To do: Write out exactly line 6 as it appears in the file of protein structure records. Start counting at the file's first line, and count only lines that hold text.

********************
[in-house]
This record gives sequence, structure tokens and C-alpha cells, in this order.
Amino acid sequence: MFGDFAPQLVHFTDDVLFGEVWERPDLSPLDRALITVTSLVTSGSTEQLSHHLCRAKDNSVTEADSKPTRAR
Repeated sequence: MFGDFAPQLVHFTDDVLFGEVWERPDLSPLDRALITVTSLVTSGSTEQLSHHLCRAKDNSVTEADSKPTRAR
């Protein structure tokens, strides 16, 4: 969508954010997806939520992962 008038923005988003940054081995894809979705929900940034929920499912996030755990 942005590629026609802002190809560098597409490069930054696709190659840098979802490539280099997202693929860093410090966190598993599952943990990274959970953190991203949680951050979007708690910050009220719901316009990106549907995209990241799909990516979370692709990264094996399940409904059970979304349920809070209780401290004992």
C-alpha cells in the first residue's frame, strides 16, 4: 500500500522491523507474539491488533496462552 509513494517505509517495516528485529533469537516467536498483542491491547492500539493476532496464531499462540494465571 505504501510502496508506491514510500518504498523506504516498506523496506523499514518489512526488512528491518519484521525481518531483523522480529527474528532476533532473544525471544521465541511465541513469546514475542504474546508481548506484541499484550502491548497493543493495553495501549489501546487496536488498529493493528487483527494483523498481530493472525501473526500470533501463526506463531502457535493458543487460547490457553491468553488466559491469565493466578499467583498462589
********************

C-alpha cells in the first residue's frame, strides 16, 4: 500500500522491523507474539491488533496462552 509513494517505509517495516528485529533469537516467536498483542491491547492500539493476532496464531499462540494465571 505504501510502496508506491514510500518504498523506504516498506523496506523499514518489512526488512528491518519484521525481518531483523522480529527474528532476533532473544525471544521465541511465541513469546514475542504474546508481548506484541499484550502491548497493543493495553495501549489501546487496536488498529493493528487483527494483523498481530493472525501473526500470533501463526506463531502457535493458543487460547490457553491468553488466559491469565493466578499467583498462589